This week’s posting demonstrates the great power of the internet to solve photo mysteries and shows off some new photo manipulation tools.
It’s always been a nice and helpful feature in print media to have a visual “guide” when you are trying to identify a multitude of people or objects in an image. Particularly when they don’t form neat rows so that you can indicate front/back rows and “left to right” when labeling for example. Having come across nice “outline” images where you can cross-reference the subject to its identity — I wondered if there was a way to achieve an outline-look from photoshop. There is!
So I learned and applied it in this case, to help show the identities of all the individuals in the photo as below (move the slider left and right to see it)
- Cary (Carden) Gifford; mother of 9
- John Reck (Jr.); son of 12; father of 3/5
- Barbara (Reck) Alpert; daughter of 2/4
- Zella (Davis) Reck; wife of 2, mother of 3/5
- Jim Reck; son of 2/4
- Nellie “Marie” (Pickett) Reck; wife of 12; mother of 11
- John D Gifford Jr., son of 9/11
- Greg C Gifford; son of 9/11
- John D Gifford (Sr.); husband of 11
- Gloria (Gifford) Still; daughter of 9/11
- Leona Marie (Teter) Gifford; wife of 9
- Dr. John Reck (apparently EVERYONE called him “Doc”/”Dr.”); stepfather of 11
And credit for most of the ID’s is thanks to that little girl (number 10), who was only 3 at the time of this photo, in 1951. Thank you, Gloria!!! I had successfully reached out to Gloria in the past to get help with another photo that had featured her mother in it, and she came through again!
So how do these fine people connect to us? Well, Marie (Pickett) Reck in the photo is the sister of Erin’s paternal great-grandfather, Howard “Hap” Pickett. So it’s a cousin thing!
The remaining uncertainty is regarding the exact location of this home, which she recalls as the home of Dr. Reck and his wife Marie. Looking at the 1940 census, they lived on “North Georgia St” in Sheridan, IN, so I suspect that is a clue (though Georgia St, at least on current google maps has a “south” prefix to it throughout).
Any viewer of television/movies in the 80’s to 00’s can likely recall a crime-investigation scene in which the actors are looking at images of the suspect (or a license plate or some detail) and they want to zoom-in ridiculously and “enhance”.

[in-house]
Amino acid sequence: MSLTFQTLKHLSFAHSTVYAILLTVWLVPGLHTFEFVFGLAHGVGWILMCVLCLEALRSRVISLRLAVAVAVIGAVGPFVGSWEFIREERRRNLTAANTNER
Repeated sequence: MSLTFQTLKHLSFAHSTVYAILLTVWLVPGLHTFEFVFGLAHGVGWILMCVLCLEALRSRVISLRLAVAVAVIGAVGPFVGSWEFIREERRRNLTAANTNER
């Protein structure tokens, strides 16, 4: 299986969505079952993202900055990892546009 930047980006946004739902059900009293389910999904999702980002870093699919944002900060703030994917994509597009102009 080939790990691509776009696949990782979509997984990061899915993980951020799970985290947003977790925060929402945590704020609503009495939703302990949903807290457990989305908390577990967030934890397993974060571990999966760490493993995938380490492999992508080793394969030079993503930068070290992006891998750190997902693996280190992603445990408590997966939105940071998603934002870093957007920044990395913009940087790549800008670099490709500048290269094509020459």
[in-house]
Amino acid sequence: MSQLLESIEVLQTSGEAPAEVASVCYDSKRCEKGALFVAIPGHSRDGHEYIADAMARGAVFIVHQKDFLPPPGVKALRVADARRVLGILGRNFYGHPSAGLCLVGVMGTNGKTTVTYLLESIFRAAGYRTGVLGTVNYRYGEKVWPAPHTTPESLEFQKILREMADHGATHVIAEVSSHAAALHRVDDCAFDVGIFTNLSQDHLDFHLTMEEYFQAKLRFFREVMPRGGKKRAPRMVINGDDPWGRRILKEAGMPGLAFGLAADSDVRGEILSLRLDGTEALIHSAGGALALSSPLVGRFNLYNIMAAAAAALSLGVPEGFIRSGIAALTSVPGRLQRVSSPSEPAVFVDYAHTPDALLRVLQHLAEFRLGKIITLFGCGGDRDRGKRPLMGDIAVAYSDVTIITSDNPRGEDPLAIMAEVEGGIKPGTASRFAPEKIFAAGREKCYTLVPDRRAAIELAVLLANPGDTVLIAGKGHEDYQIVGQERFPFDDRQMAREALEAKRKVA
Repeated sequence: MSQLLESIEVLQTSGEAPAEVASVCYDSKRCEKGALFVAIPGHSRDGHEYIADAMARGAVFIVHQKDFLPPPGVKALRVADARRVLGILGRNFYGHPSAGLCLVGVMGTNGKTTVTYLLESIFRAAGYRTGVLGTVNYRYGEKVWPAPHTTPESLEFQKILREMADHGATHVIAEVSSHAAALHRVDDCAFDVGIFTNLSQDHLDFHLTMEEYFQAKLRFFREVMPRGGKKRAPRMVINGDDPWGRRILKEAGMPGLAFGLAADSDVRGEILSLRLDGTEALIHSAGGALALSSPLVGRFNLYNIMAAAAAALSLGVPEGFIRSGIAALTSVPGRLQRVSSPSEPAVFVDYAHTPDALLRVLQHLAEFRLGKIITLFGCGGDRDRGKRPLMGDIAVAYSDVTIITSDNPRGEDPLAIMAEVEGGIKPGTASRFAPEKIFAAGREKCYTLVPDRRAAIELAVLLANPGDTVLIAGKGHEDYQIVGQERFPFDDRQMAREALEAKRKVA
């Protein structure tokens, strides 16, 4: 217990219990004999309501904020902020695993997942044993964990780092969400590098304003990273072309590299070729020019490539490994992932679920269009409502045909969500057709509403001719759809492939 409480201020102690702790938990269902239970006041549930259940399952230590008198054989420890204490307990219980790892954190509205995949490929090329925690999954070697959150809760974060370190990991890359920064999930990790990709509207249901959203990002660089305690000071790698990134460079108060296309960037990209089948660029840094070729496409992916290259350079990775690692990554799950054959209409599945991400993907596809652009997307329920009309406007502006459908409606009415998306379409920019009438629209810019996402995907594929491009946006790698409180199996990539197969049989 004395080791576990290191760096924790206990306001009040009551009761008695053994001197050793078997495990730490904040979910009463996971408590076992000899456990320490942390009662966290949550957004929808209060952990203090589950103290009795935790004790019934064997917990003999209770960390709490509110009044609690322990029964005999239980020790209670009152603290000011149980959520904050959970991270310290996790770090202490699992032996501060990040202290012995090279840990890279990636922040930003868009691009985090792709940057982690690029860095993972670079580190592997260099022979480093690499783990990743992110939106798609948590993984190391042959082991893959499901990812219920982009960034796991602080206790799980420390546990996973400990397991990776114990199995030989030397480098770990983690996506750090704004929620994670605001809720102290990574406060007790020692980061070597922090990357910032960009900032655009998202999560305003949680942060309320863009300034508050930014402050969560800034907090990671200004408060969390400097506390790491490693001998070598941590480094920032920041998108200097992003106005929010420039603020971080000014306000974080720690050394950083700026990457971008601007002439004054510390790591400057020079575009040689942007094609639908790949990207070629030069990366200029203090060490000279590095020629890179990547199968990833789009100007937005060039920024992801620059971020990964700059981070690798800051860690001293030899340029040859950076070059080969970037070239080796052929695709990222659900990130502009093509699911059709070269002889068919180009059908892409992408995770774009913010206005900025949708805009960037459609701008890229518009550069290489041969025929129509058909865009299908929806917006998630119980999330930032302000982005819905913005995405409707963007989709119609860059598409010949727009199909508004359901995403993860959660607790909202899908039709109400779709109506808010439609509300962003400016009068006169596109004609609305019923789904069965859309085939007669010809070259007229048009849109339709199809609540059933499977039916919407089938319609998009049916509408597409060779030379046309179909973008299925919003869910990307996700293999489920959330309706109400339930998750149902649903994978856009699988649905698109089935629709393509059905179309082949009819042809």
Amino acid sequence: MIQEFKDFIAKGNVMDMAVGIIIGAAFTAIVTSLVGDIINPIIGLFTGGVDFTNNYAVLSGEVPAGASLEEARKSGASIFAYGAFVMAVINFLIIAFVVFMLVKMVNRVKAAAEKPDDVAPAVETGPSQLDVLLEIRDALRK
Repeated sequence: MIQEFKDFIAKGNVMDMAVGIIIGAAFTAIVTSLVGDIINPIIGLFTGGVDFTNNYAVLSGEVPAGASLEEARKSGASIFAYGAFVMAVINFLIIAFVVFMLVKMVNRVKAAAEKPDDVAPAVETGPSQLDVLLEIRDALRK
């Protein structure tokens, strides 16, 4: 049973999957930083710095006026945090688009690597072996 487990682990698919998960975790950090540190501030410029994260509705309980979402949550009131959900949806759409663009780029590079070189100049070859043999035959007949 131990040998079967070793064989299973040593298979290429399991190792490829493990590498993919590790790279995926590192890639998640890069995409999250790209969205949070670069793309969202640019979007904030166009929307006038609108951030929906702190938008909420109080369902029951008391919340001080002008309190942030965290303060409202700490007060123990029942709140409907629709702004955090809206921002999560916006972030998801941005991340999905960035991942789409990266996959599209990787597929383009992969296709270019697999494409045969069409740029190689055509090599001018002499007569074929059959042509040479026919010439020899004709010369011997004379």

Well, in actual photo improvement via photoshop and similar, it’s really not possible to put a detail in the image that isn’t already there. Sometimes you can reveal it from the shadows by adjusting lighting/contrast, etc, but you can’t really “create” new detail if the original doesn’t have it. Well, MyHeritage recently unveiled a new feature that allows you to upload a photo and gain some detail-adding “enhancement”. It can be a bit hit or miss, but sometimes, the impact is amazing. And this is simply the effect of a computer making some educated (programmed) guesses for the detail fill-in.
Here’s an example (move the slider left and right to see the before vs. “enhance”!!)
What painting is that?
Sometimes it’s a fun challenge/puzzle to try identifying an object within the photo. We’ve done this previously as with figuring out which vintage car or toy is captured. Well in this one, it’s hard not to notice the painting above the couch. I suspected this had the appearance like it could be a copy/print of a well-known painting, or maybe that I’d seen it before. Well, introduce the image-detecting tool of google images. At images.google.com, on the search bar, you can spot a camera icon. When clicked there, you can upload an image and do a “reverse-search” to see if the original can be located/identified. So, here I simply cropped the painting above the couch, saved it as an image file, uploaded it with this google images tool, and within seconds:
More detail of the painting and artist is found at this link, which itself is a “so-fantastic-you-might-get-lost-in-it” website!
- Which home in Sheridan is the Reck/Pickett home?
- What was the occasion of this photo?